The Signs and Responses
Last week I watched the 1944 movie, Gaslighting. I have heard the term before and watched the television series, Dirty John, so I knew it’s a real thing. Gaslighters play games with your mind and psychologically try to get you to question your own sanity.
In distinguishing between good old manipulation and gaslighting, Stephanie Sarkis, a psychologist, says that influence or manipulation is how we learn to work the system. But when it becomes a series of behaviors where the sole intent is to gain control of someone else, then you're getting into gaslighting behaviors. It's a form of abuse, and usually, the person displays a pattern of these manipulation tactics throughout several relationships.
In the 1944 movie, Paula (played by Ingrid Bergman who won an Academy Award for her work), loses an heirloom brooch that Gregory, her suitor, had given to her despite its having been stored safely in her handbag just before going out. A picture disappears from its place on a wall and Gregory says that Paula took it, one of many instances of her removing and hiding things. But Paula has no recollection of having done so. Paula also hears footsteps coming from the sealed attic, and sees the gaslights dim and brighten for no apparent reason. Gregory suggests that these things exist only in her imagination.
In a more recent portrayal of Gaslighting, the television series Dirty John, tells the tale of a real life story about a predatory Southern California con man, John Meehan, and the woman he targeted, Debra Newhall. John does things that make Debra question her sanity. Did these things really happen to me? Did I do what John accuses me of? Am I losing my mind? These are all questions Debra has to deal with.
In a follow-up series, The Betty Broderick Story, a true tale, Betty suspects Dan, her husband, is having an affair with his young office assistant, Linda Kolkena. At one point, Dan tells her that she’s imagining it all. She’s left feeling ridiculous, but that feeling of him having an affair doesn’t leave her. Deep down, she knows he’s a terrible man. She just needs to figure out the truth, but it’s not easy when your mental health takes a dive.
I won’t tell you more about the story in case you want to watch the television series, which a highly recommend.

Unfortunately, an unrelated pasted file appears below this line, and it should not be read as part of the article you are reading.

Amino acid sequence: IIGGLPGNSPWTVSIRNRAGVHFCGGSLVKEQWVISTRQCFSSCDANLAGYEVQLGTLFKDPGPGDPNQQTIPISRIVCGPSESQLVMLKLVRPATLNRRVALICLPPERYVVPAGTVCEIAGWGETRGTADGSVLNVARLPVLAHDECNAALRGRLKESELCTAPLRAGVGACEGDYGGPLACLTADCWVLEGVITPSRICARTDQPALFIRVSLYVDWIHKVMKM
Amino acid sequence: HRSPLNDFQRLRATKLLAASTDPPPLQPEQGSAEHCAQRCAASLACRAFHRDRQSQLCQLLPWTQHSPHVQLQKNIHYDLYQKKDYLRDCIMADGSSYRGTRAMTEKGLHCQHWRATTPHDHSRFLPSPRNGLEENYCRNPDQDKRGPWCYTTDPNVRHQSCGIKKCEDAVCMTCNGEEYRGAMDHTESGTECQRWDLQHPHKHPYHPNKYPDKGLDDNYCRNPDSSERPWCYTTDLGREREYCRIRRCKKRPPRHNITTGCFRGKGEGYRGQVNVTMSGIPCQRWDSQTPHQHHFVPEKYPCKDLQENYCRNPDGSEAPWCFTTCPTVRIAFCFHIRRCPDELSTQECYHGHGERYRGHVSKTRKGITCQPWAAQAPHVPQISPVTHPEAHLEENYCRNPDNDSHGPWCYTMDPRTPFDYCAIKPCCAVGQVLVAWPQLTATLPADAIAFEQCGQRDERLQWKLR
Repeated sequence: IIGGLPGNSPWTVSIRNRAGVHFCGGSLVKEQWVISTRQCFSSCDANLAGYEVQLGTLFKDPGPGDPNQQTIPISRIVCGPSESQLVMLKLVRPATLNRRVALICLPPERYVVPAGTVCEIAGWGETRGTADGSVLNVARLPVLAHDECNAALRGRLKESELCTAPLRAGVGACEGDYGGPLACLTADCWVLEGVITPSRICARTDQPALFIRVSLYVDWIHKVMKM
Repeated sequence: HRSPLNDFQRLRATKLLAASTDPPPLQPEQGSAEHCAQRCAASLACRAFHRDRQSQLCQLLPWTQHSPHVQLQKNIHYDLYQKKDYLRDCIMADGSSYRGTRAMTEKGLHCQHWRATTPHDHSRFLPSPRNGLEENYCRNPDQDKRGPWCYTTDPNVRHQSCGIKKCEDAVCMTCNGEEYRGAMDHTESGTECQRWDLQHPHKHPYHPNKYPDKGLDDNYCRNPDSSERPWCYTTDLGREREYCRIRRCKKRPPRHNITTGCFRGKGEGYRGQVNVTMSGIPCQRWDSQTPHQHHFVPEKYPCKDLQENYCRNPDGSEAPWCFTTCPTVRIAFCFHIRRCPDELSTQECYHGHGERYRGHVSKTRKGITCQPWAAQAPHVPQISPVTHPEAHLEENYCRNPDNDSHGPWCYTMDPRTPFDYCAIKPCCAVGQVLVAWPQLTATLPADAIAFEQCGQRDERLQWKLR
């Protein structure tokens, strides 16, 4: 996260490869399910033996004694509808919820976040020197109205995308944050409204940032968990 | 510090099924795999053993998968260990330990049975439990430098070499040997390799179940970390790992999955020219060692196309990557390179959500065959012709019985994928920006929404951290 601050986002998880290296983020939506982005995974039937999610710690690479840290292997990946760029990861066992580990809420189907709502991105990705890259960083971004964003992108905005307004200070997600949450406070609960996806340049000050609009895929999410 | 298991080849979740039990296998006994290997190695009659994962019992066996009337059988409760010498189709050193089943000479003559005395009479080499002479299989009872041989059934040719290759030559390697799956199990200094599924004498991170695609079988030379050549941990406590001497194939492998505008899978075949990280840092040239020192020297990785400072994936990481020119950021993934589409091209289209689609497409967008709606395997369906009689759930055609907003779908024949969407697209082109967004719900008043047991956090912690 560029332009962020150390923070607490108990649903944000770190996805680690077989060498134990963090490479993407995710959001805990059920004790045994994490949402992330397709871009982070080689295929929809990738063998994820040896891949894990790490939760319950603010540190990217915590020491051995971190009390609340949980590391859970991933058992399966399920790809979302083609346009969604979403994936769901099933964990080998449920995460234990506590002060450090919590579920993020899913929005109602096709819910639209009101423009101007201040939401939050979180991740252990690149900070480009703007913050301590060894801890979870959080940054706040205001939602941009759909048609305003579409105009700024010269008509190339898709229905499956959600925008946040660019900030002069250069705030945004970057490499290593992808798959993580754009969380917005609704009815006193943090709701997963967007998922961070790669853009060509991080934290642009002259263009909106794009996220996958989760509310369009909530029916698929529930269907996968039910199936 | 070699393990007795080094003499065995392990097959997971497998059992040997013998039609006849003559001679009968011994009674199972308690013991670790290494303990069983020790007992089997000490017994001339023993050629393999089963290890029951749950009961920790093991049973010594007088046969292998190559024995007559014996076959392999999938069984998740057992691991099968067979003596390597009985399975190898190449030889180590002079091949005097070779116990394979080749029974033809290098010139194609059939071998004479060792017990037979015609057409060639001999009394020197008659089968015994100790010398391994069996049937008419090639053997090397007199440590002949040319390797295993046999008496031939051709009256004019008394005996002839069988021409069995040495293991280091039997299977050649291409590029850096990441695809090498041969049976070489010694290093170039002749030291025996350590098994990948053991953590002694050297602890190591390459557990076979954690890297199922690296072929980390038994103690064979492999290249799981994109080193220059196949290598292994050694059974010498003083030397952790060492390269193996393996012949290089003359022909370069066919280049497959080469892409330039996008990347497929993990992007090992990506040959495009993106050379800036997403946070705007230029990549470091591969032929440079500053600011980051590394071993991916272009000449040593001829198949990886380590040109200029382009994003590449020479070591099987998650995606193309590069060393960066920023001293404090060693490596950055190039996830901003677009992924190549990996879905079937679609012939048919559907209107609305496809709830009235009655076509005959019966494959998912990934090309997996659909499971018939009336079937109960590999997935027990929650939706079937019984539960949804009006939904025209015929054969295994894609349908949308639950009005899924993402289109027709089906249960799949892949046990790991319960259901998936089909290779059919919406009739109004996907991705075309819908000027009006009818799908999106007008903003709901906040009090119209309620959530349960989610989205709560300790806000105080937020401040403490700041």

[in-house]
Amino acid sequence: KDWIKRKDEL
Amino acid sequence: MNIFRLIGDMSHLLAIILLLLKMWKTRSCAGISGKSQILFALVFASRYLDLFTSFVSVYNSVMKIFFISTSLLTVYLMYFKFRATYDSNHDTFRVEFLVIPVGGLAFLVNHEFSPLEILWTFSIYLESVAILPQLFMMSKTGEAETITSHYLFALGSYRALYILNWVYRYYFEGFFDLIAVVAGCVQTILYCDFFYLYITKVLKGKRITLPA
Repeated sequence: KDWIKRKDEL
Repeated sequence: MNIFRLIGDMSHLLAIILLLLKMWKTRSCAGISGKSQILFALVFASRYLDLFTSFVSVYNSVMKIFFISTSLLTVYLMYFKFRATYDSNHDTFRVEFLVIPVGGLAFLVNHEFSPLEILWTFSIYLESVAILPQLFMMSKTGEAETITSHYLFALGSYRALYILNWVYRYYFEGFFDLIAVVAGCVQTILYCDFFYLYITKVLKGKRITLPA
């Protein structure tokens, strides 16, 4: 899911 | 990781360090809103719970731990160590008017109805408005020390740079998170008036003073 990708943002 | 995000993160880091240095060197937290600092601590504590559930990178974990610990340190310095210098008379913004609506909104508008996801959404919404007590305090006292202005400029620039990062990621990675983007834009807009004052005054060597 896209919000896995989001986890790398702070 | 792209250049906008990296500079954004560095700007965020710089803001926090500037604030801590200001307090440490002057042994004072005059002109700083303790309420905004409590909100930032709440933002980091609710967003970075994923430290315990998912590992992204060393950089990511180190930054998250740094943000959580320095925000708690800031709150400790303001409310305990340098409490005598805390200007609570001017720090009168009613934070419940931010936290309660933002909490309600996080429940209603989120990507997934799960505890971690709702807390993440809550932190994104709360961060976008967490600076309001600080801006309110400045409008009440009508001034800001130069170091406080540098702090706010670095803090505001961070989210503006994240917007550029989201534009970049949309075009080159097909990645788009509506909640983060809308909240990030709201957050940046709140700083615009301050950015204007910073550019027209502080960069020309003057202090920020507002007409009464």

Gaslighters use phrases to confuse their targets. Here are a few mentioned in an article by Kiranjotkaur Valecha, 12 Warning Signs of Gaslighting and 5 ways to Deal With It."
- “You are always making a big deal out of things. It’s not even that big a problem.”
- “You are a psycho. You are always imagining things.”
- “Your problems are not real. Stop being so dramatic.”
- “You don’t give enough in this relationship. I’m the only one who cares.”
- “I’m not dealing with your drama again. You are neurotic.”
- “We talked about this. Don’t you remember?”
- “If only you would ever pay attention…”
- “You never listen to a word I say.”
- “I have to keep repeating myself since you can’t remember anything.”
- “You can’t even take a simple joke.”
- “I criticize you because I love you.”
- “You are always overthinking.”
- “I find it impossible to deal with someone who doesn’t trust me.”
- “You need to learn to communicate better.”
- “You are always irrational.”
Here are signs of gaslighting.
- Denial – the most common sign of gaslighting.
- Repetitive behavior.
- Emotional projection – the gaslighter’s tool.
- Constant negativity in a relationship is a sign of gaslighting.
- Lying – the classic gaslighting sign.
- Gaslighters constantly manipulate you.
- Gaslighers make you reel in constant self-doubt.
- They use your friends against you.
- Gaslighters dismiss your feelings right away.
- Gaslighting -Confusing actions
So, how can you effectively deal with these psychologically destructive behaviors by someone you are close to?
- Trust your instinct
- Know your worth
- Have the courage to leave
- Call out on their behavior
- Recognize the root problem
With regard to #5, the gaslighter needs to be in control or have power over you.
Being a victim of gaslighting is, arguably, one of the worst things one human being can do to another. It seeks to break down your confidence in yourself, question whether you are going out of your mind, create doubts whether you are a good person, and, ultimately, cause you to do something destructive.
Gaslighting is a form of bullying. Like most bullies, they seek to blame you for their actions. It’s a toxic relationship and you need to seek the advice of an anti-bullying group or reach out to support groups such as “End Bullying Globally.”
Posted by Steven Mintz, aka Ethics Sage, on November 17, 2020. Dr. Mintz is the author of Beyond Happiness and Meaning: Transforming Your Life Through Ethical Behavior that is available on Amazon. You can sign up for his newsletter and learn more about his activities at: https://www.stevenmintzethics.com/. Follow him on Facebook at: https://www.facebook.com/StevenMintzEthics.